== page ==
Job Hunting, The United Incident, and The Girl Who Escaped ISIS

I know, the title of this blog post seems strangely unrelated–and actually, it probably is.  The only common link between job hunting, the controversial United incident of this week and the Girl Who Escaped ISIS is my mental state of being.

So let’s delve right into that:

The United Incident

Unless you’ve been living under a rock, you should know about the United incident.  A United flight from Chicago O’Hare to Louisville was overbooked and, despite offering an $800 voucher, no one volunteered to leave the plane and make room for four crew members who needed to staff a connecting flight.  United felt that the only remaining option was to “randomly” select four people to forcibly vacate the plane.

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In Honor of Women’s Day: Women Studying International Relations

Ok, I’m biased about this subject matter (international relations being my main area of focus, and me being a woman), but since entering my graduate international relations program I’ve noticed something quite striking:

Males outnumber females.  By a very large number.

In my Chinese International Relations and Security Class, there are 5 females and perhaps 15 males.  My other classes also hold the same demographic.  I always imagined international relations to be a relatively balance degree of gender (it’s not engineering), but I was alarmed by the contrast.  International Relations (IR) is basically an extension of politics–and there are no women in it.

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What a Trump Presidency Means for US-Japan-China Relations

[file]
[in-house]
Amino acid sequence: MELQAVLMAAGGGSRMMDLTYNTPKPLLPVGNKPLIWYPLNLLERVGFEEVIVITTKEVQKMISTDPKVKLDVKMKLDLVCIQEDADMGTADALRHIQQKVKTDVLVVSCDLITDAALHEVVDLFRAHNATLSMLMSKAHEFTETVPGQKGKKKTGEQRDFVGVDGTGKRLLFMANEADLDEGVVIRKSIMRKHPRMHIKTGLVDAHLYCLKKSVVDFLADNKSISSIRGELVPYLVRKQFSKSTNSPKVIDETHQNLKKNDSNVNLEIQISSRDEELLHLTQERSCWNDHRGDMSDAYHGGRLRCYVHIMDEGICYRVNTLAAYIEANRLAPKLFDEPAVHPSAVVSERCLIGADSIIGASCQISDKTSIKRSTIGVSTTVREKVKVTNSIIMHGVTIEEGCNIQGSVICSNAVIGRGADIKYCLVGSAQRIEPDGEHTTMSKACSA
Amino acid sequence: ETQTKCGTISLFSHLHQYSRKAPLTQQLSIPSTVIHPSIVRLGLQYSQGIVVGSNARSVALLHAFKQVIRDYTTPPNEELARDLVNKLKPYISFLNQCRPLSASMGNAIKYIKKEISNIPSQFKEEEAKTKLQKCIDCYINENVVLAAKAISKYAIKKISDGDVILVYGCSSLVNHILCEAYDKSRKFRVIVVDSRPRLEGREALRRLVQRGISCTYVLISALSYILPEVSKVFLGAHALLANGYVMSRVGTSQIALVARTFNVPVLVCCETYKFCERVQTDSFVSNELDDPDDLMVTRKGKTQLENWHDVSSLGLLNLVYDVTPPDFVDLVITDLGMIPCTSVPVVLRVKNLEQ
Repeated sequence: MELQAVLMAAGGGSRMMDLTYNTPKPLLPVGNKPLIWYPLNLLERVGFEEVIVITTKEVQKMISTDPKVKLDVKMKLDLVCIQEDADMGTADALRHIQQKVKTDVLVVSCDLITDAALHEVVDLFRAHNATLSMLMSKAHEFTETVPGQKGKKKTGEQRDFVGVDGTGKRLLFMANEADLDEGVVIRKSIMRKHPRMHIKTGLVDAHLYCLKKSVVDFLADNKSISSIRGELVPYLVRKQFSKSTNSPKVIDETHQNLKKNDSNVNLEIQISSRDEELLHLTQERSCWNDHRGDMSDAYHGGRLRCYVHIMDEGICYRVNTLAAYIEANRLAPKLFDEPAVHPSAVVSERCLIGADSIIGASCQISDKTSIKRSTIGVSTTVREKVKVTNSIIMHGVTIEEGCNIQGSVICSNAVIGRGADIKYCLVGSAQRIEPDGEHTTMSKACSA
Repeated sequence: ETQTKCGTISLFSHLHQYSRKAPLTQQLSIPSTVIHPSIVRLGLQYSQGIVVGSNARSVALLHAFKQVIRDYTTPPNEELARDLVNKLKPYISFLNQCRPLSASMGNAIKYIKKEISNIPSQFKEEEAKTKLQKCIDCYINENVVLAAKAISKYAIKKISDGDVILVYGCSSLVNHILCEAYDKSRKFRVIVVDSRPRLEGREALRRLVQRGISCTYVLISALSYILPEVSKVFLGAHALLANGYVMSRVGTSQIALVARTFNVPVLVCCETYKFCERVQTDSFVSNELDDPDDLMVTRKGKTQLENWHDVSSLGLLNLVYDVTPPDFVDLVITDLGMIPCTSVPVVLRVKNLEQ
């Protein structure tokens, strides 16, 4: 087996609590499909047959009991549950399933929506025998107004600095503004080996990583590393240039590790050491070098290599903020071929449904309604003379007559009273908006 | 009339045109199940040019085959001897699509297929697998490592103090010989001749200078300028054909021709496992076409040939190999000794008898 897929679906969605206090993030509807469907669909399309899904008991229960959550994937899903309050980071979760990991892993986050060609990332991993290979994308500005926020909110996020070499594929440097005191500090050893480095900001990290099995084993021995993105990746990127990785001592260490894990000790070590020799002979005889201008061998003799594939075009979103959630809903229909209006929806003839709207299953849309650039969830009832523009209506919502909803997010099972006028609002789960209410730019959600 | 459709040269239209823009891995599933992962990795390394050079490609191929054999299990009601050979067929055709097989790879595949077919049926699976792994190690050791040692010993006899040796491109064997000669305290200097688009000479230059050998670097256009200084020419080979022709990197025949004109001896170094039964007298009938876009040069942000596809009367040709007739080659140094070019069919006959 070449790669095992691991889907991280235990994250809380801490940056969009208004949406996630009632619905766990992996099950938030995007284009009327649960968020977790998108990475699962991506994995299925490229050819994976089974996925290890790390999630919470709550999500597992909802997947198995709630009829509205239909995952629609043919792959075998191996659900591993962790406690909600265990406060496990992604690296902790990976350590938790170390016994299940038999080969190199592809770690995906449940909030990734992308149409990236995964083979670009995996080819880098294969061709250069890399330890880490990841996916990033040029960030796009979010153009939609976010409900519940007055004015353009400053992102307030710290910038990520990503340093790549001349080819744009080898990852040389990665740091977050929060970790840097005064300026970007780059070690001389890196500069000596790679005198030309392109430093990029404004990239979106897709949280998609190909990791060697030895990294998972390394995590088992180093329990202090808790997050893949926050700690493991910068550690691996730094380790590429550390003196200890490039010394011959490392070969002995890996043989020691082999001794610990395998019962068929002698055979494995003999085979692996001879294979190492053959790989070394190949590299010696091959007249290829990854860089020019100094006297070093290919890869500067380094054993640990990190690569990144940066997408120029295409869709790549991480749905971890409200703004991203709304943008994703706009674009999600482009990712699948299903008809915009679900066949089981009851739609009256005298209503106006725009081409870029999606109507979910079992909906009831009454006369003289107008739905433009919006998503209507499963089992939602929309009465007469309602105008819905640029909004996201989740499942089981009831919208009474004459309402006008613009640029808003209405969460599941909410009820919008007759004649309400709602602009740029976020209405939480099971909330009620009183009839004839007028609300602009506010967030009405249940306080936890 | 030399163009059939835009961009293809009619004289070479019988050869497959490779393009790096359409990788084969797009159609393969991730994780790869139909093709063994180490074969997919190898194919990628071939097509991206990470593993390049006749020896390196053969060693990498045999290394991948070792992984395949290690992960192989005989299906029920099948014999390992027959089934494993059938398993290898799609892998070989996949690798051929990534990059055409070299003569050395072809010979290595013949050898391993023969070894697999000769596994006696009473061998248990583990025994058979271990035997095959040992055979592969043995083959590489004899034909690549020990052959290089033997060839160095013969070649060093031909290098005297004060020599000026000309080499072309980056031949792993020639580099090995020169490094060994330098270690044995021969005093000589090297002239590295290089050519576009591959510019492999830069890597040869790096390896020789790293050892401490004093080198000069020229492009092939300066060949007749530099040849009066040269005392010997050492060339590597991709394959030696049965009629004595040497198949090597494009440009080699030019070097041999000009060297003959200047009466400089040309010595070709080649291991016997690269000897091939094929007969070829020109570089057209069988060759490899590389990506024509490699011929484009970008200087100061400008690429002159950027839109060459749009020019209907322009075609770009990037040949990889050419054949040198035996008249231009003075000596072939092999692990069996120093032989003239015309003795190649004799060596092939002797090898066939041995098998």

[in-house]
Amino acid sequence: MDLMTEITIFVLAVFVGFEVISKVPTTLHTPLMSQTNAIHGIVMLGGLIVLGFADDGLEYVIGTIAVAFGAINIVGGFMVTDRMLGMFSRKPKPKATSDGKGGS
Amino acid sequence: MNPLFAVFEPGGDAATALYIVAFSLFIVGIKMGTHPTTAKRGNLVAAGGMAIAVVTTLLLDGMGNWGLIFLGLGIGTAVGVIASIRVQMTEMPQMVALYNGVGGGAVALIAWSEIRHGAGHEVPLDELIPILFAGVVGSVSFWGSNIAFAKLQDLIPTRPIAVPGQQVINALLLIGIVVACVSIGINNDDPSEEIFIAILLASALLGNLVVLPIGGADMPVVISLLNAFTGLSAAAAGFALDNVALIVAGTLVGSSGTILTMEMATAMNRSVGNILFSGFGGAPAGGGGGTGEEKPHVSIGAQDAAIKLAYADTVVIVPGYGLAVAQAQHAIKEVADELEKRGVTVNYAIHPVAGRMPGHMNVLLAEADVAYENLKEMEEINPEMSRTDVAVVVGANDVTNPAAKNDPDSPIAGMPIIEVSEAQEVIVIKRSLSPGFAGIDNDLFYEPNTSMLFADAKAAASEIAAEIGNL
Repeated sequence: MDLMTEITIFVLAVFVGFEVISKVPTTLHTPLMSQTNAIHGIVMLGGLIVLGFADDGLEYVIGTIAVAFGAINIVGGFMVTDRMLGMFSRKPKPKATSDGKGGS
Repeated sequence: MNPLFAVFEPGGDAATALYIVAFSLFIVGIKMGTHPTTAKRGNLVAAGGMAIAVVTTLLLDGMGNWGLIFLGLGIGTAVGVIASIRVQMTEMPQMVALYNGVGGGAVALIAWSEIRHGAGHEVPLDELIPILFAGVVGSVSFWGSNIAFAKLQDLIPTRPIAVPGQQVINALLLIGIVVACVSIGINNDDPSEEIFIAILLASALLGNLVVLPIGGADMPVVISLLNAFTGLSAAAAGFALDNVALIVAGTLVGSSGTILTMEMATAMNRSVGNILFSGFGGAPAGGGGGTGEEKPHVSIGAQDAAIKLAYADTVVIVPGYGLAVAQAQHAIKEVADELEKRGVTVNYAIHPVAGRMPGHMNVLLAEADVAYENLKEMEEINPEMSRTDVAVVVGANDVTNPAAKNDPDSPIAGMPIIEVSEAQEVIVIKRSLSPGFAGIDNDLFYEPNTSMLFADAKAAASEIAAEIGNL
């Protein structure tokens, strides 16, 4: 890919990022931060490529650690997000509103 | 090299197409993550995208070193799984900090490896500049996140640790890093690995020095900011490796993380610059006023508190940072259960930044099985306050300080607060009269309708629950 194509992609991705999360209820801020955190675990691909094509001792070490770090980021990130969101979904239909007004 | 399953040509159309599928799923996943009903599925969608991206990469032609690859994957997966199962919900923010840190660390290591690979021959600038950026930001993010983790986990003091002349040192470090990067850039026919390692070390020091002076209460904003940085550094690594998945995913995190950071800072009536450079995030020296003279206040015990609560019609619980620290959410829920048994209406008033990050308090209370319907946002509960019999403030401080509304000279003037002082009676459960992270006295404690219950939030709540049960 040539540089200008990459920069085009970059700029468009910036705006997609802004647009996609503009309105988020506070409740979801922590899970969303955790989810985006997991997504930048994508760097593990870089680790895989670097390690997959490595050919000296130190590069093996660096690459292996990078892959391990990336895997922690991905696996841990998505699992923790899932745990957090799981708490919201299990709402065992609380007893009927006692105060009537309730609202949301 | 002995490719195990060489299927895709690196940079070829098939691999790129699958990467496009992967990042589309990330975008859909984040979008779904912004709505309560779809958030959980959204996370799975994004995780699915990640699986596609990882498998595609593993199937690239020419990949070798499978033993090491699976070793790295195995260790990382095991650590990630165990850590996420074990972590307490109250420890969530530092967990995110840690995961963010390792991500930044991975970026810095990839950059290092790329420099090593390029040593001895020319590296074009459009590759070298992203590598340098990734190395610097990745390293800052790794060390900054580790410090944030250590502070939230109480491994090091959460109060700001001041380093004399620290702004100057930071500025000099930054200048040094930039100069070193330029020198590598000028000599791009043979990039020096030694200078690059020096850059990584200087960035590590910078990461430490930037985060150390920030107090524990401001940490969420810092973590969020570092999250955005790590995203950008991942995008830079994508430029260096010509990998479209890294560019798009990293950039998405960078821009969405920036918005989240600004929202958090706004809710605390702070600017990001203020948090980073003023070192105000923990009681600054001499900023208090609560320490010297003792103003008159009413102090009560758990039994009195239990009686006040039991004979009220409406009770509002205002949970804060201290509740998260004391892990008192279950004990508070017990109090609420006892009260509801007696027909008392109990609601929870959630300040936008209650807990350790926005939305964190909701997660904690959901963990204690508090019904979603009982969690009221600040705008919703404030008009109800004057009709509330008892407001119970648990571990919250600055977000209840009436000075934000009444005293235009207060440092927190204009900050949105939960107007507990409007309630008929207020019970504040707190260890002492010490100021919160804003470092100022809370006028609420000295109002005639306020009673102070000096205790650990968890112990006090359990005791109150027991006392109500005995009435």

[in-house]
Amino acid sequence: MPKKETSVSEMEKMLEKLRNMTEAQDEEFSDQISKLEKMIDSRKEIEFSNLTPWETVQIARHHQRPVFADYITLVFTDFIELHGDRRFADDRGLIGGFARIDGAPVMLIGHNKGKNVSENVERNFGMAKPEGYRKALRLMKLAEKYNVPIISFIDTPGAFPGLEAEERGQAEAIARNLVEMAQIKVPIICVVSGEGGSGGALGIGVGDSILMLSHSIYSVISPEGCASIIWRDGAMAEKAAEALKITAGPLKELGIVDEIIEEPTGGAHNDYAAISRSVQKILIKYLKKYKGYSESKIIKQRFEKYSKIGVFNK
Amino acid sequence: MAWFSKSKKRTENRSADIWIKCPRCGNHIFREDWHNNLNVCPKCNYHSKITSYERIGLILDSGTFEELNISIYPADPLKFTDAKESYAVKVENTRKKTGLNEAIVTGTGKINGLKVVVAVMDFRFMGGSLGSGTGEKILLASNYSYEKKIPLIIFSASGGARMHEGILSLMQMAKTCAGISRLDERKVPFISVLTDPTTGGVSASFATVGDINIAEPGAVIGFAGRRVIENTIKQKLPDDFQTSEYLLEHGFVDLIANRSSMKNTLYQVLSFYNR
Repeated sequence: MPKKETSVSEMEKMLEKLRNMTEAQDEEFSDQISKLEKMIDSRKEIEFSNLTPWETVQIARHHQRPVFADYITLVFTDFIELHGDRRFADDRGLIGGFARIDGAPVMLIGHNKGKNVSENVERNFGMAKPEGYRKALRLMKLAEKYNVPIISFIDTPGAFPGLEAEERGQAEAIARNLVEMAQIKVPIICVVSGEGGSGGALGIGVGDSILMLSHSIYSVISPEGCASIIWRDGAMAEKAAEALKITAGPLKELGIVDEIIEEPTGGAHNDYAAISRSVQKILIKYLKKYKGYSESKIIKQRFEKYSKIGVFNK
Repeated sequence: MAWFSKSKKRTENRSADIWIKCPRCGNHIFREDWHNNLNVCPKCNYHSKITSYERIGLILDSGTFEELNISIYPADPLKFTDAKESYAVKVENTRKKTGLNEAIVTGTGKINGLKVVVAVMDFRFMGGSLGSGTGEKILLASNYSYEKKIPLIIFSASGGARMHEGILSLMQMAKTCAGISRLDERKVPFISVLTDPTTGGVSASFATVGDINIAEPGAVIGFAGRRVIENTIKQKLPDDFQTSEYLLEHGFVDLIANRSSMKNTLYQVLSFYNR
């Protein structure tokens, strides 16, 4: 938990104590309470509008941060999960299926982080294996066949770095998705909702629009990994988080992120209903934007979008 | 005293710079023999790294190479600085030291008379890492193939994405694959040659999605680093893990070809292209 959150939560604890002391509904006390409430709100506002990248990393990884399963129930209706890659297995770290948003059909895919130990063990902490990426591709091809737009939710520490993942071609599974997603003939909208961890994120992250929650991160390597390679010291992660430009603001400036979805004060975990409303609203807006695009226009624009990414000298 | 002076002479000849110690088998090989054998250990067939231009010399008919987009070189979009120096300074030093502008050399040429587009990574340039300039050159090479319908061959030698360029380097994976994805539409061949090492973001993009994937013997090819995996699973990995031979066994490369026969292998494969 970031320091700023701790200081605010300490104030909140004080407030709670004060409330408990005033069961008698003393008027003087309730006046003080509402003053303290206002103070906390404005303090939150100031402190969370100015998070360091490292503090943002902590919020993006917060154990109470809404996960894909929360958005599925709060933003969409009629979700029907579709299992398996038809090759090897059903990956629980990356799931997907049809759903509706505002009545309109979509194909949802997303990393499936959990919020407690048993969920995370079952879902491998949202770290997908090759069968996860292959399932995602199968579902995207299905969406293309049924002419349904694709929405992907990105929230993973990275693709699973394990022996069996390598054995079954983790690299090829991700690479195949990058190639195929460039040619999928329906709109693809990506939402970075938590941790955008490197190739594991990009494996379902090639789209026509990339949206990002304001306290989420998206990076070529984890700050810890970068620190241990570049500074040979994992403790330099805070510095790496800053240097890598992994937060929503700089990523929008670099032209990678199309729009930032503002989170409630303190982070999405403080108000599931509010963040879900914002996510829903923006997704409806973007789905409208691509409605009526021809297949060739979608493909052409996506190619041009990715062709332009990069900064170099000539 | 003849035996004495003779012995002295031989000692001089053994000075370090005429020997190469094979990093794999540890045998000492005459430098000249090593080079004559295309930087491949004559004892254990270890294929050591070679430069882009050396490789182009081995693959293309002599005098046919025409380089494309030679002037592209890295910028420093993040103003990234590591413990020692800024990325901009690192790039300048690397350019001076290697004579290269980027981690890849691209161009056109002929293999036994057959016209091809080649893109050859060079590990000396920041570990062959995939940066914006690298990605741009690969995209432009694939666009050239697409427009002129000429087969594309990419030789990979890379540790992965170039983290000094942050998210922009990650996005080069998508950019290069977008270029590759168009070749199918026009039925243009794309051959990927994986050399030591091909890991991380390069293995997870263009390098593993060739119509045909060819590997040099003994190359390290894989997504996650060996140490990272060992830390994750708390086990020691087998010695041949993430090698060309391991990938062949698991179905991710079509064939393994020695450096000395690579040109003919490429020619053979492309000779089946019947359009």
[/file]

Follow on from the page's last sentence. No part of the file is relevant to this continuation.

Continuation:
Two Chinese girls looking out at Tokyo with a faux statue of liberty. The US-China-Japan all in one photo.

It’s only been one day and we are already starting to see the damage.  The repeal of the Affordable Care Act (ACA).  The disappearance of the Climate Change page on whitehouse.org.  Re-negotiations of NAFTA.  It’s all really happening.

Yesterday, in a truly humbling event, scores of Women’s Marches were held around the world. Women (and those who support women and diversity) stood in solidarity for equality, love, and women’s rights.  I was rooting for all of you.

Although these marches spanned the globe, they mostly represented a fight for U.S. domestic policies.  Planned Parenthood, immigration, education, healthcare–Americans turned out in record numbers to fight for these rights.

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What I Learned in My 20s… And My Big Announcement

BirthdayinSD

Last Sunday, I turned 30.

I ran away to San Diego for 4 days and enjoyed myself immensely.  Despite all the anxiety I felt on the verge of turning 30, on the actual day of and after… well, I felt the same as when I was 29 (and 28 and 27).

I feel good.

I couldn’t think of a better way to turn 30 than in the company of my boyfriend, my best friend and my beloved coworkers… on the beach.  In San Diego.  In paradise.

marybday4

coronado beach surfing

As I look back on my 20s, here’s some valuable life lessons I learned and lived by:

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America is Not The Greatest Country on Earth

America Needs Some Humble Pie

America Needs Some Humble Pie

I remember in grade school we had to stand up, put our right hand on our heart, salute the flag and say the pledge of allegiance every single day.  We looked up to the flag hanging near the chalkboard as our nation’s anthem echoed from the school’s loudspeaker and chanted the mantra of our great nation.

At school we were not only taught to be proud at the fact we were American, but grateful.  While no one ever distinctly said it to my face, I was educated that America was the best country in the world.

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